For many valuable reasons, the IPL has been historically compared to the Super Bowl as an advertising platform despite vastly differing tenures. In the early years, Indian brands took advantage of this uniquely-engaging event to create some spectacular work, notably Vodafone and Nestle, but the commitment to that cause has been dipping sharply. 2018 has truthfully been remarkably disappointing in terms of quality, viewer irritation potentially adding to the increasing disregard for the event itself.
There are essentially two categories of advertising campaigns that play on the IPL; ongoing thematic campaigns and cricket-based campaigns that may be customised or an annual extension. The first category is relatively harmless as it is aligned to the mainstream execution standards; not striving for an event connect and instead sticking to the chosen messaging. Although quite certainly an opportunity lost because an intelligent bridge built with the event is more memorable and given the tenure of exposure, certainly viable as an expenditure. Of those who are building a story around the game, intelligent work still comes from Kingfisher, trying sincerely to give new expression to an enduring Cricket Value Proposition. The problem gets serious with Reliance Jio and its peers in the mobile telephony space as well as certain Government agencies like the RBI, trying desperately to forge emotional bonding without rigour and imagination in execution.
Every viewer subject to the relentless ordeal of Reliance Jio will be offended by the poor production values, the cricketers looking like stunted CG images in the main TVC with hastily-directed facial body movements. This story is repeated for the mobile handset majors spending big money, the players appearing like talking mannequins on cinematic conscription with cohesive scripting almost an afterthought. Domino’s Pizza has a customised RCB communication where the dressing-room-type banter is painfully forced, failing to connect suitably with the brand. Most disappointing is the revered institution of our democracy, RBI, indulging in a cricket campaign that most certainly belittles its formidable stature, to say the very least. In every such case, the brand gets seriously damaged with this painful abdication of aesthetics and common sense, creativity seemingly an ask way beyond the brief.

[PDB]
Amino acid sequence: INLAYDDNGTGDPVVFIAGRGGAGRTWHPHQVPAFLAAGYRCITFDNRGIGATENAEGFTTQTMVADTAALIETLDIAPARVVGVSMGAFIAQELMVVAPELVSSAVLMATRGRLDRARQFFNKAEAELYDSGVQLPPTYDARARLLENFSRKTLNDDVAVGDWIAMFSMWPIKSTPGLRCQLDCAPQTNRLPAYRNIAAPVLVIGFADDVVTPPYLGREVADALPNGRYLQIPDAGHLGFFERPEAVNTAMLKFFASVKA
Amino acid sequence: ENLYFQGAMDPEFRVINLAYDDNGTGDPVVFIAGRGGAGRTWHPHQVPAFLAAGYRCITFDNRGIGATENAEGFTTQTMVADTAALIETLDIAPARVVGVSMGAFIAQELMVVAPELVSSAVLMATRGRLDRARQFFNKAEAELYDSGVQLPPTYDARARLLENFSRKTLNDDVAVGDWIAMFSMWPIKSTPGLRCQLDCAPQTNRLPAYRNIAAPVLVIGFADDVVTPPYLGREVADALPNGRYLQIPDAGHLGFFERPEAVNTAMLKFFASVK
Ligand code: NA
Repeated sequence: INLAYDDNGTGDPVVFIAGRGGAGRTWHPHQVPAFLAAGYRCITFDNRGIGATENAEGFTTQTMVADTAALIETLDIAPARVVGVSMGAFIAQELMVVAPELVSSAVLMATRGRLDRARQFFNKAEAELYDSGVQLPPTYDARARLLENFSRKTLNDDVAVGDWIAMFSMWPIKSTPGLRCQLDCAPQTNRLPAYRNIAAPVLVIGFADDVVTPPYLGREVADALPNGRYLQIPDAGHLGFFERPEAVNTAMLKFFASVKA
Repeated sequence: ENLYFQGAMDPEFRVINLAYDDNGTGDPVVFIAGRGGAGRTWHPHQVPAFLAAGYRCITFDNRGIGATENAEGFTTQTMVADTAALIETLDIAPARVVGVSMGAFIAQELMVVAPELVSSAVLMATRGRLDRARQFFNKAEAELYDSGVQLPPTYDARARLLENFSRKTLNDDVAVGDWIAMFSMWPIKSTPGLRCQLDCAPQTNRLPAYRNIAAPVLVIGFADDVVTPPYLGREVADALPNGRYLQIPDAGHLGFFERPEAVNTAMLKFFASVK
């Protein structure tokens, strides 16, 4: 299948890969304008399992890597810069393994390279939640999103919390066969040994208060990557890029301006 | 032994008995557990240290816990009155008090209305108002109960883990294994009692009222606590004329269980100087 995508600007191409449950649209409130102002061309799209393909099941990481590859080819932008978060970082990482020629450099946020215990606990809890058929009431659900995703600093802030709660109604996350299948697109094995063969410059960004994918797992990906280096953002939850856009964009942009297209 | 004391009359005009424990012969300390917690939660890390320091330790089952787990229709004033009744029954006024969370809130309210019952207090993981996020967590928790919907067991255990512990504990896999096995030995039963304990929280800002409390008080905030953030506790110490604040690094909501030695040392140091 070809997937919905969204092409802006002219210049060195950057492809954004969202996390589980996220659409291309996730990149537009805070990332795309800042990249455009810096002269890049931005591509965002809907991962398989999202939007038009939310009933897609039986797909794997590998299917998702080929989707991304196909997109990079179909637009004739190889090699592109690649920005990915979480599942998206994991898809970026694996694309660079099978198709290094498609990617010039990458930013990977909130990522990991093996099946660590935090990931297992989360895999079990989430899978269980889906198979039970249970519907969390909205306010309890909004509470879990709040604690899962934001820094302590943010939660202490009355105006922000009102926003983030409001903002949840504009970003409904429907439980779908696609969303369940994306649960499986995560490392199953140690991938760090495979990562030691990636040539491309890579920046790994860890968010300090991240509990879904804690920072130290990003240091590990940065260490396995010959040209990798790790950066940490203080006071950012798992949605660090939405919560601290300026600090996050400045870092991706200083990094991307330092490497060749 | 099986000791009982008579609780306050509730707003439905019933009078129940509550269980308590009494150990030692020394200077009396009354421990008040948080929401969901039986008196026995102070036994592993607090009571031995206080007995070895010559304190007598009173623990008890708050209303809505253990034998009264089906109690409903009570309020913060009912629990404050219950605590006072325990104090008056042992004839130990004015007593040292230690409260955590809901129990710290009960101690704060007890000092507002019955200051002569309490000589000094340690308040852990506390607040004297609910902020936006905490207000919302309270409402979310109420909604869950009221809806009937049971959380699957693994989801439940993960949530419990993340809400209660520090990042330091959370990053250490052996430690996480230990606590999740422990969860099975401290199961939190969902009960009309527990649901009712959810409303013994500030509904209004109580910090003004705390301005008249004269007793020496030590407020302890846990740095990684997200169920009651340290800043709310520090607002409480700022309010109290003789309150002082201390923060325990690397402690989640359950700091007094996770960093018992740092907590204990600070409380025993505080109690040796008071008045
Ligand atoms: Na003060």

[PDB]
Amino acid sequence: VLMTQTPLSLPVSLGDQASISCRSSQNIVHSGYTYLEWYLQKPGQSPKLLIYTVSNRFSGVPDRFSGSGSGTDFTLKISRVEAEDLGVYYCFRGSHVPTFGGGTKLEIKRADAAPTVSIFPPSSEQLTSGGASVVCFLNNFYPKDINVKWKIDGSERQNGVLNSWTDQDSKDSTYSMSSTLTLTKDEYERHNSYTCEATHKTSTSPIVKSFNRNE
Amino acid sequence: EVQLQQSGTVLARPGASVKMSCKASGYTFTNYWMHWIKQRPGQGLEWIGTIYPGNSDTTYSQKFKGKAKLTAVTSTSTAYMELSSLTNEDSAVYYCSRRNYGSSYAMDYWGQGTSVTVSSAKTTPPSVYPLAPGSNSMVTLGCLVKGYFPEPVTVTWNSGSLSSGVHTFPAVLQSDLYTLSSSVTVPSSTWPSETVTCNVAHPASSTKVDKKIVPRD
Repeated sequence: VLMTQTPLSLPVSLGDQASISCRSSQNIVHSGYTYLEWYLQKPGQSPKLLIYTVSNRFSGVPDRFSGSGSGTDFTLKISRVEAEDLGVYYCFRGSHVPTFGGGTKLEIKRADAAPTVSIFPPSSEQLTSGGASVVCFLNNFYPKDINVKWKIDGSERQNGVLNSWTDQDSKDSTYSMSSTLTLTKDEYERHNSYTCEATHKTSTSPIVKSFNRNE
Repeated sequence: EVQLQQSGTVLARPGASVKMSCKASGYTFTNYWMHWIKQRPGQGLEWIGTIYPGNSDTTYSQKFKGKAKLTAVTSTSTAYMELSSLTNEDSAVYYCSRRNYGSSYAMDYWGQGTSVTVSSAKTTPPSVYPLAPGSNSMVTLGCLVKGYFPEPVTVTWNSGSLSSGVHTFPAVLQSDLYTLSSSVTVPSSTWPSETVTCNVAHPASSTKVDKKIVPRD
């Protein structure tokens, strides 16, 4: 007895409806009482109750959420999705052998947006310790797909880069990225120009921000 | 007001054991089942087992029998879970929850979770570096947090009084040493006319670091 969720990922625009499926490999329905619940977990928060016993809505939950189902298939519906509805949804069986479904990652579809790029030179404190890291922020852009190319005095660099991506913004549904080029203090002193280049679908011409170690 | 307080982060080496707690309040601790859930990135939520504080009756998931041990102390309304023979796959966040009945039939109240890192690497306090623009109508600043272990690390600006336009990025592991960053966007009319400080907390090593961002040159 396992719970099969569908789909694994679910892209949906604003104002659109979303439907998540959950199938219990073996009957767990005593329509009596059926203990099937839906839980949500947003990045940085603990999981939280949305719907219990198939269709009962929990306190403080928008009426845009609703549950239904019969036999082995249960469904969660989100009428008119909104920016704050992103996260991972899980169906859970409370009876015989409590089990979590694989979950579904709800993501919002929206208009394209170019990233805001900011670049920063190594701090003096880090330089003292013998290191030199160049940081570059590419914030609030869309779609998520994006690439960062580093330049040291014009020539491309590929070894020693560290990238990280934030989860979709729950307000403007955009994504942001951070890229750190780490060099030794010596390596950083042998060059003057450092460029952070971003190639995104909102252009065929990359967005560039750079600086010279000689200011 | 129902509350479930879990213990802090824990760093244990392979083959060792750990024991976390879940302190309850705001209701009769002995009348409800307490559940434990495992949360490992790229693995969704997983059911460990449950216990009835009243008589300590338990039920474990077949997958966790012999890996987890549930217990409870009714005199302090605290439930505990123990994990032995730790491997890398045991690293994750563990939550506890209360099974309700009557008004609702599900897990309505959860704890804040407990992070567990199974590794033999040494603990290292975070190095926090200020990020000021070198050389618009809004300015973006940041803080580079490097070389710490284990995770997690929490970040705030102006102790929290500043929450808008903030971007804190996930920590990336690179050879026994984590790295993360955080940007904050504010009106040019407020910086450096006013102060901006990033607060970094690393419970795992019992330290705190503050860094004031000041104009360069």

So, why has the IPL turned into the graveyard of Indian Advertising when it was designed to be the Super Bowl? When the brand owners spending such humungous sums must certainly be wishing the very best for their brands and the agencies too would never put up such amateurish work by sheer choice. The first problem is clearly the unavoidable time-crunch, in terms of the last-minute closure of sponsorship deals as well as the limited availability of cricketers. An unhappy combination of the two leads to sloppy production values as opposed to deliberate mainstream appeal, Bollywood happily managing the latter with consistent sophistication. The second and more disturbing cause must be an increasing disregard for aesthetics as an important tool for consumer engagement, in a larger socio-cultural environment where styling is becoming a dominant force. The third factor is plainly poor creativity where the best minds have not been deployed or applied, possibly a factor of costs or appointment process, valid for both public and private sectors.
In sum, the output is nothing short of a severe crisis, brands suffering due to sub-optimal TV spots, arguably even the event suffering in its wake as viewers are genuinely distressed. The solution as ever lies in the hands of the creators, brand owners and agencies, as well as the administrators, event and media, who must ensure that deals are tied up well in time for a valuable aesthetic reason. Campaign planning must begin with adequate preparation for agencies and clients to rise to the occasion, recognising the strategic and emotional value of this event. The finest creators in the agency and production worlds must unite emotionally for the uplift of such pieces, at a lever higher that mere professional commitment. Budget allocation for production must not operate from historical-cost-basis but instead operate as a logical percentage of airing costs, multiple renditions of better quality as a desirable result. The BCCI must allot fixed slots for cricketers to shoot TVCs by contract, realising that the apex body is a critical stakeholder for advertising as well, given its role in viewership. Finally, Anushka Sharma or a peer must be given the mandate for a ‘Cricketer Acting Academy’, a set of offline and online courses to enhance drama skills, eventually carrying weightage in team selections.
The IPL is in the business of entertainment where cricket is the cause, thus even advertising campaigns contribute in a small but significant way to viewer excitement. A very good reason why we must collectively rescue brands from this crippling trap of mediocrity driven by largely-human factors. If the IPL does get closer to the Super Bowl as a platform for creativity, its purpose at large will be enormously strengthened.
(Shivaji Dasgupta is the Founder of INEXGRO Brand Advisory and can be reached at: email@example.com)
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